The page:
Tuesday, October 21, 2008

Leadership Convention Will Probably Be In Ottawa

There is a Biennial Policy Convention slated for May 2009 in Vancouver, and some suggest the Party's National Executive will simply add selecting a leader to its agenda, however due to monetary concerns and the recent electoral loss in Ontario, there is a strong possibility that the Leadership Convention will take place in Ontario.

Even before Stephane Dion announced his pending resignation there was speculation that the Policy Convention in Vancouver would change, not only in its purpose, but in its location. To elect a leader, delegates from across Canada, from every riding, must travel to the Convention. Thus it is argued it only makes financial sense to hold the Convention closest to the majority of ridings, and that is somewhere in Ontario. Ontario is again made a focus when one considers the recent Liberal loss in that province during the last election.

Ontario has 106 ridings, over a third of the ridings in Canada, given Quebec's close proximity, and it's 75 ridings, a Convention in Ontario would benefit the most delegates and in turn potentially divert the money that would have been spent on transportation to the form of donations to the Liberal Party.

And perhaps the most influential motivation for holding the Leadership Convention in Ontario is the electoral loss in that province on Oct. 14. That considering the Party lost 27 seats from the 2006 election and 16 of those were in Ontario, there is a symbolic and pragmatic rationale for holding the Convention there.

The symbolism would abound in selecting a leader, in rejuvenating the Party, in Ontario. With Liberals from across Canada flocking there and with all of the media attention, the people of Ontario would be made more then aware of the Liberal renewal taking place in their province.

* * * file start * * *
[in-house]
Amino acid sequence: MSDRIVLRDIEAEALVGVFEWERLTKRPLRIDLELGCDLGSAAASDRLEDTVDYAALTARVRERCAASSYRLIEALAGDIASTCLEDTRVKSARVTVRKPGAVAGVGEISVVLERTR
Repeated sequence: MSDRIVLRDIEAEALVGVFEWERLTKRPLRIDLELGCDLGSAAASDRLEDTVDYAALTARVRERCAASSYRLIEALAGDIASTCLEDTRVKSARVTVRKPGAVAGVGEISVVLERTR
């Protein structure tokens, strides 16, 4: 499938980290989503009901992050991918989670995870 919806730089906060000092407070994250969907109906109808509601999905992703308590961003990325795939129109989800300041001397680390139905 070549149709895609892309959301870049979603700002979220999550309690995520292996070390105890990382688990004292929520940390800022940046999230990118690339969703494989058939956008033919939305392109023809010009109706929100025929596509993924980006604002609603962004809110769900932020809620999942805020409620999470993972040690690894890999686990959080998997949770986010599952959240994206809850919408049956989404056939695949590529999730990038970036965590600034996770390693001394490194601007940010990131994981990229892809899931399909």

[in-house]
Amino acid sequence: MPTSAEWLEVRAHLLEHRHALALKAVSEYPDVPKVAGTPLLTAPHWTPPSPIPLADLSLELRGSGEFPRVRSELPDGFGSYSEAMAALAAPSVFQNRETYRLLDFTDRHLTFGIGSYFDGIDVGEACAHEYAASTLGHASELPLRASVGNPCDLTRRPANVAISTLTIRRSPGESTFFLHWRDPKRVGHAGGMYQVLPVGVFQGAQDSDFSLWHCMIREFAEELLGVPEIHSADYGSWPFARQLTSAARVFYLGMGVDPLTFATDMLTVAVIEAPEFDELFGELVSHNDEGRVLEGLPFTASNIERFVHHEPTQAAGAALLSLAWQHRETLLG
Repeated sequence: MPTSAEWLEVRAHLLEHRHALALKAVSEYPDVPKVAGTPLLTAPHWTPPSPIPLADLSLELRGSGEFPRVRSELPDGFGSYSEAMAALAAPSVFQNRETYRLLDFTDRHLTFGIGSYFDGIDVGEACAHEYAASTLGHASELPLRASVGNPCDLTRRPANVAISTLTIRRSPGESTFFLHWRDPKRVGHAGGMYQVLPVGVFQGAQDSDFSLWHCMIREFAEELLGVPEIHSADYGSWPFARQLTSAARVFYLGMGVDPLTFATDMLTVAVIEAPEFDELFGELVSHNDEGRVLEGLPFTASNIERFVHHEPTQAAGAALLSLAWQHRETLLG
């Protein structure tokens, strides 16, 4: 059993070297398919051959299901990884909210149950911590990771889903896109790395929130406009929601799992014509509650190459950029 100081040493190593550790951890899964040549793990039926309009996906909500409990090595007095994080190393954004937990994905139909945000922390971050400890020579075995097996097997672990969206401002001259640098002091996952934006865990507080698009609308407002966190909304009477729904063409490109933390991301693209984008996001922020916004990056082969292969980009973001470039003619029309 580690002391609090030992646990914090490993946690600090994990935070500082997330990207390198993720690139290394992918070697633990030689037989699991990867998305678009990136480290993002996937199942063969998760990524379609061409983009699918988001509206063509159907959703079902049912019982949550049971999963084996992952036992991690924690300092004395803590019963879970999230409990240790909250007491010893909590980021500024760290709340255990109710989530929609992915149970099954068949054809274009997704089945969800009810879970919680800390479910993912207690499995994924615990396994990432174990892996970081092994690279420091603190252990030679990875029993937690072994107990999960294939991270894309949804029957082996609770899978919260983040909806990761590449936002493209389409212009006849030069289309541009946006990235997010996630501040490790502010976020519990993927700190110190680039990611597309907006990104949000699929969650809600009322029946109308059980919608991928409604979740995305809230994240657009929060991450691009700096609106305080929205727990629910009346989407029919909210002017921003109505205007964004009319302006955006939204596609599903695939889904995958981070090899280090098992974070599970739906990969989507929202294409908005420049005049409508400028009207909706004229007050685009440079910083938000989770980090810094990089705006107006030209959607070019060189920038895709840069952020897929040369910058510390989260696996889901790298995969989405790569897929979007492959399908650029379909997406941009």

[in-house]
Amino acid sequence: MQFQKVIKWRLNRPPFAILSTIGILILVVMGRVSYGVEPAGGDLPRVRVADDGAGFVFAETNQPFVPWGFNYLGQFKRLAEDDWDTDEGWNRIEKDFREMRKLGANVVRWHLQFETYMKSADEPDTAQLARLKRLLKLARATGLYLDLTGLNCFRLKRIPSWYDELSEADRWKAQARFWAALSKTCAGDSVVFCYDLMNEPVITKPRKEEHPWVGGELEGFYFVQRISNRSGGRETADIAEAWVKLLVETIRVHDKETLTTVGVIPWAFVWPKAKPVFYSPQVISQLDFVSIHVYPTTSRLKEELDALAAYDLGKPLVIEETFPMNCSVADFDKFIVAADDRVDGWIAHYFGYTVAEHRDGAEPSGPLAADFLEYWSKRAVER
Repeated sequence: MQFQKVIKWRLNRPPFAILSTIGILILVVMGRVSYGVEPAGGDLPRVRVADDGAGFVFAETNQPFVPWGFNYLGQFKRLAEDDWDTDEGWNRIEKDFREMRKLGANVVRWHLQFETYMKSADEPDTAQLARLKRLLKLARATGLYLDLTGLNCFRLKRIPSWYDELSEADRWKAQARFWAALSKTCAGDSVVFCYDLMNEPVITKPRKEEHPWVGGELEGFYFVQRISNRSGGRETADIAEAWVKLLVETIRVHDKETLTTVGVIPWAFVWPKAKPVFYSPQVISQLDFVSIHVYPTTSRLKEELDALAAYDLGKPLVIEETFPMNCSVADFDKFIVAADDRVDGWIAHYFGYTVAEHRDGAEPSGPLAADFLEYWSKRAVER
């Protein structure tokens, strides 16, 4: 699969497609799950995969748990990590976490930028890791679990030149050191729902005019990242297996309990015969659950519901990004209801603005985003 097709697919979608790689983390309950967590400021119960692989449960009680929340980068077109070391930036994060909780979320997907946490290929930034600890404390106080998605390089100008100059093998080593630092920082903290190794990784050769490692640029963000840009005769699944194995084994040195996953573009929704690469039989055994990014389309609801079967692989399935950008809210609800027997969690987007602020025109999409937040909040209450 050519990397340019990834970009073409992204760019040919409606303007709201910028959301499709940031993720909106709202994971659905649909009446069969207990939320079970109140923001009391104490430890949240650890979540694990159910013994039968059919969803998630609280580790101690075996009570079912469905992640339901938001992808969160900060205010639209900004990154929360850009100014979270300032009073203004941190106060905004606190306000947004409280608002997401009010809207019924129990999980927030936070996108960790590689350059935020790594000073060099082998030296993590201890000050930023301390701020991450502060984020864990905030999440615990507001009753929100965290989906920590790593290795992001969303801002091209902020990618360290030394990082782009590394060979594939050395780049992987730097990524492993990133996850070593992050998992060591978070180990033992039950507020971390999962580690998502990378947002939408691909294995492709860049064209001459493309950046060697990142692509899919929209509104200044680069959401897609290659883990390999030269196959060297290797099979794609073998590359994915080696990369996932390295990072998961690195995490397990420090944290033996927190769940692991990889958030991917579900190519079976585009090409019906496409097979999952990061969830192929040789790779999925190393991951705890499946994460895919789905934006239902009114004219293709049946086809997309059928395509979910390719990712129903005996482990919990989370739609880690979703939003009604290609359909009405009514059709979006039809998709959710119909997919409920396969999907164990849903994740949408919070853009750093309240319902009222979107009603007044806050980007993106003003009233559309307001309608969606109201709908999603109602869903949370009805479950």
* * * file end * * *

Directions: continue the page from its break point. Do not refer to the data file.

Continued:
In the Globe and Mail today, it is reported the Liberals' National Executive is openly pondering such a change in location:

"Members of the Liberal Party's national executive held a conference call yesterday afternoon, but did not decide whether to transform their Vancouver policy convention scheduled for May 1 into a leadership convention.

Some pushed for a convention in Ontario or Quebec to make it easier for delegates from the two largest provinces to attend, but it was unclear if a convention centre could be found. The party executive is expected to decide Nov. 9, and must schedule the convention within six months of that date."
It is granted though that the Liberal Party has a long history of holding its Leadership Conventions in central Canada, only holding the Convention outside of the region once, in 1990 in Calgary, and that, with a building already booked, could demonstrate the need to keep the Convention slated in Vancouver.

I live in Kelowna BC and I know the people of my region would not enjoy the cost of flying to Ontario, but if this delegate system, in which our Party currently utilizes is to be voted on and most assuredly abandoned, together with the other reasons cited, it only seems fitting that the last delegated Convention take place in the first city a Liberal leadership Convention took place in, Ottawa.


Anonymous said...

Scott: do you honestly think that one member one vote will actually be passed by the LPC? Given what the backroom boys did to Dion before, during and after the election - there is NO WAY that they will give up the delegate system that gives them so much power.

MississaugaPeter said...

I agree with much that is written here, but this time, it is DEAD WRONG.

Moving the convention back to Ontario would further reinforce views (using your terms, symbolize) that the Liberal Party is only concerned about Ontario and Quebec.

It would be cheaper, yes, but at a cost the future leader would have to bear politically.

Anonymous said...

Yeah I think it will pass. It only survived in Montreal by less then 170 votes. Now after Dion I can bet money it will be gone.